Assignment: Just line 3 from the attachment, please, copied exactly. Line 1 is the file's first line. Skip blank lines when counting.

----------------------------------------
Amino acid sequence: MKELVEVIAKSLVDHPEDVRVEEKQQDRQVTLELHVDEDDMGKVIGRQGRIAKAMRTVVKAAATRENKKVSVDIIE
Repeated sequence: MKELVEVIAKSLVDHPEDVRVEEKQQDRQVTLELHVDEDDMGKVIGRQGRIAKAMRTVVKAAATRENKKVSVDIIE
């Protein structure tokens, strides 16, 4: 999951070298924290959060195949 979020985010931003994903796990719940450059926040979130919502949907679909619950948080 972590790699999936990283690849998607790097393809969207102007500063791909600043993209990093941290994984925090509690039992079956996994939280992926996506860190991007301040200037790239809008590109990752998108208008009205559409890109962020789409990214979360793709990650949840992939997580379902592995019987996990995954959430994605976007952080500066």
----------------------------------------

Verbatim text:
């Protein structure tokens, strides 16, 4: 999951070298924290959060195949 979020985010931003994903796990719940450059926040979130919502949907679909619950948080 972590790699999936990283690849998607790097393809969207102007500063791909600043993209990093941290994984925090509690039992079956996994939280992926996506860190991007301040200037790239809008590109990752998108208008009205559409890109962020789409990214979360793709990650949840992939997580379902592995019987996990995954959430994605976007952080500066």